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      Aerial Bots in the Supply Chain: A New Ally to Combat COVID-19

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          Abstract

          The rapid global spread of COVID-19 has caused disruptions in various supply chains and people's lives. At the same time, it has paved the way for drone technology (Aerial bots). With the countries gone into lockdown for an unspecified time, it is self-evident that people will run out of food, medicine, and other essentials because of the middleman's unavailability to move products from supply to demand point. Lack of medical infrastructure and distant testing laboratories is another challenge faced by the countries, which result in a delayed testing report leading to delay in medical treatment—such critical problems arising in the fight against COVID-19 highlight the need for improving the efficiency of supply chains. Recently used for commercial purposes, drone technology has already proved its utility in inventory and logistics management. Therefore, we argue that drones could be a viable option to improve the efficiency and effectiveness of the supply chains working for humanitarian aid to combat COVID-19. Specifically, the focus is on food, administrative, and healthcare supply chains that are the core to combat the pandemic. Moreover, in this article, we highlight various present and future application areas for drone technology, which could pave the way for future research and industry applications.

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          Most cited references18

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          COVID-19: protecting health-care workers

          The Lancet (2020)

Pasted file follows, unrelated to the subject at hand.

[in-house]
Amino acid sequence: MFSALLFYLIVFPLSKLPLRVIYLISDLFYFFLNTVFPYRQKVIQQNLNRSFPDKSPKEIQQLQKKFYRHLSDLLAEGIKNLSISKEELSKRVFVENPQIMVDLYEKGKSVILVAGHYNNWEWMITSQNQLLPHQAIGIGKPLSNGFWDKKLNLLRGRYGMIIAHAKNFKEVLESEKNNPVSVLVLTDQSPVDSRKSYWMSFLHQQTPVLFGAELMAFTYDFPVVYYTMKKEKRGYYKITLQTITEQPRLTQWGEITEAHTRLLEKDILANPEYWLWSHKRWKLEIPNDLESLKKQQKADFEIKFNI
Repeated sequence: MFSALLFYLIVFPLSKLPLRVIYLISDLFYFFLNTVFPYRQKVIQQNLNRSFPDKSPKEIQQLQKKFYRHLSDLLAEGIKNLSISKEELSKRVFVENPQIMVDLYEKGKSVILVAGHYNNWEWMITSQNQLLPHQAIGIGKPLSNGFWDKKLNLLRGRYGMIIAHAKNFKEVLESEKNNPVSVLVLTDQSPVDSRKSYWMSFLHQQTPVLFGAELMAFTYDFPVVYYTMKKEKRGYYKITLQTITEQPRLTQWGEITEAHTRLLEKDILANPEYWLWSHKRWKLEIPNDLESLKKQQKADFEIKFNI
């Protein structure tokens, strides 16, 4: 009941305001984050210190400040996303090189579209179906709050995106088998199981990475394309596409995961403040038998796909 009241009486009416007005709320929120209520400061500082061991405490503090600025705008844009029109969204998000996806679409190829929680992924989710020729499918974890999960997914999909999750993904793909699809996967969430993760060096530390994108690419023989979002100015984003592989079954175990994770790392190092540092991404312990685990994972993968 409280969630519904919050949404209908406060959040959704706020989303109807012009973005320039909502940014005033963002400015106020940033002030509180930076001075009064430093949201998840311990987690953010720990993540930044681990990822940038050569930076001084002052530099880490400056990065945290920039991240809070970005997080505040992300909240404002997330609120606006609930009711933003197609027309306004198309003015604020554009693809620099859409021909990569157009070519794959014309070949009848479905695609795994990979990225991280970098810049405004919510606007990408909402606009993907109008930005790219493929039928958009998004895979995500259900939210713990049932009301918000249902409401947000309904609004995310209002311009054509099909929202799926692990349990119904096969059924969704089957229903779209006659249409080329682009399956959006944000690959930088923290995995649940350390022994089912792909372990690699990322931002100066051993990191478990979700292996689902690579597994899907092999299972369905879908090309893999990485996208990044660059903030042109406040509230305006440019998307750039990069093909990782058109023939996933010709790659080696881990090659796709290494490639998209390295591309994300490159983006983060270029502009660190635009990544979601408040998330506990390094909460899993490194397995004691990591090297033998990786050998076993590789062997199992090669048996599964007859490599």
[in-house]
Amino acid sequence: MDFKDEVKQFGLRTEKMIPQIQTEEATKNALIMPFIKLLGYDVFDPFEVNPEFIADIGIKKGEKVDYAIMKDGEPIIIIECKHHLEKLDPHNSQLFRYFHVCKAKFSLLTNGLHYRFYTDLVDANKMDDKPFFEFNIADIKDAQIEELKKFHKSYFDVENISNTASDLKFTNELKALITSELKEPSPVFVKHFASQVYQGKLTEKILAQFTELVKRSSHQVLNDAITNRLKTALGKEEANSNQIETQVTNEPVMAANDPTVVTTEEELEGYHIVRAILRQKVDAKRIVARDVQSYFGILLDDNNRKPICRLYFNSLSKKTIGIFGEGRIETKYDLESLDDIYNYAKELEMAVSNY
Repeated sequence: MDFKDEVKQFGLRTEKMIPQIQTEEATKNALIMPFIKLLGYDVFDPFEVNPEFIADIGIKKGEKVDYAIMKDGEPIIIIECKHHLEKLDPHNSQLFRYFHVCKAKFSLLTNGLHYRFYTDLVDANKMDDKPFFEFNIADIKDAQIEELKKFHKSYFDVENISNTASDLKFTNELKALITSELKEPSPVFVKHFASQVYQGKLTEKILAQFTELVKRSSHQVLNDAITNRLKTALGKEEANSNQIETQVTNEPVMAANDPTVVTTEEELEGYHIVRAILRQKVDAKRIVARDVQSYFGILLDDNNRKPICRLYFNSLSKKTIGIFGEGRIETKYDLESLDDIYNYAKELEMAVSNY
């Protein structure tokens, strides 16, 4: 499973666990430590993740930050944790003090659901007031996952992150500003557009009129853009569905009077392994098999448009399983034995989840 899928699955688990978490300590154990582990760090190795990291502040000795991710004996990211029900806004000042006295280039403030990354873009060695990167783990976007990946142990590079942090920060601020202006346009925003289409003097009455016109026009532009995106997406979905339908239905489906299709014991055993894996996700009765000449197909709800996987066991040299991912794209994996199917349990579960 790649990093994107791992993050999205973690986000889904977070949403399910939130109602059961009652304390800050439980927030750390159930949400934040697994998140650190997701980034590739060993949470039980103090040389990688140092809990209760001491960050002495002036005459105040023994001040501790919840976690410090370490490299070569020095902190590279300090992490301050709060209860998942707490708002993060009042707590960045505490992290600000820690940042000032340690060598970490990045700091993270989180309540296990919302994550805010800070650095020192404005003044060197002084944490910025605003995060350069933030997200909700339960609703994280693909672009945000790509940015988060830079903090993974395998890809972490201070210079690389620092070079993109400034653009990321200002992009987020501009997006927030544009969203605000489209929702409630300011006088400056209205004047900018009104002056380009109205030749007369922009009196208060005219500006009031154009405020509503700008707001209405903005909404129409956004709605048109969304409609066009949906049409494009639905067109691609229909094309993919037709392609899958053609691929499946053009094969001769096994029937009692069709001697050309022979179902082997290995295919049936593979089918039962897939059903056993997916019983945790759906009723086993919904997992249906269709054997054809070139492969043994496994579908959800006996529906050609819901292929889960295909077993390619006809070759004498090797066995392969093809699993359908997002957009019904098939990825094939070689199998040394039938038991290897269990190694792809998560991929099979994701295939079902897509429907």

Worldwide, as millions of people stay at home to minimise transmission of severe acute respiratory syndrome coronavirus 2, health-care workers prepare to do the exact opposite. They will go to clinics and hospitals, putting themselves at high risk from COVID-2019. Figures from China's National Health Commission show that more than 3300 health-care workers have been infected as of early March and, according to local media, by the end of February at least 22 had died. In Italy, 20% of responding health-care workers were infected, and some have died. Reports from medical staff describe physical and mental exhaustion, the torment of difficult triage decisions, and the pain of losing patients and colleagues, all in addition to the infection risk. As the pandemic accelerates, access to personal protective equipment (PPE) for health workers is a key concern. Medical staff are prioritised in many countries, but PPE shortages have been described in the most affected facilities. Some medical staff are waiting for equipment while already seeing patients who may be infected or are supplied with equipment that might not meet requirements. Alongside concerns for their personal safety, health-care workers are anxious about passing the infection to their families. Health-care workers who care for elderly parents or young children will be drastically affected by school closures, social distancing policies, and disruption in the availability of food and other essentials. Health-care systems globally could be operating at more than maximum capacity for many months. But health-care workers, unlike ventilators or wards, cannot be urgently manufactured or run at 100% occupancy for long periods. It is vital that governments see workers not simply as pawns to be deployed, but as human individuals. In the global response, the safety of health-care workers must be ensured. Adequate provision of PPE is just the first step; other practical measures must be considered, including cancelling non-essential events to prioritise resources; provision of food, rest, and family support; and psychological support. Presently, health-care workers are every country's most valuable resource. © 2020 Denis Lovrovic/AFP/Getty Images 2020 Since January 2020 Elsevier has created a COVID-19 resource centre with free information in English and Mandarin on the novel coronavirus COVID-19. The COVID-19 resource centre is hosted on Elsevier Connect, the company's public news and information website. Elsevier hereby grants permission to make all its COVID-19-related research that is available on the COVID-19 resource centre - including this research content - immediately available in PubMed Central and other publicly funded repositories, such as the WHO COVID database with rights for unrestricted research re-use and analyses in any form or by any means with acknowledgement of the original source. These permissions are granted for free by Elsevier for as long as the COVID-19 resource centre remains active.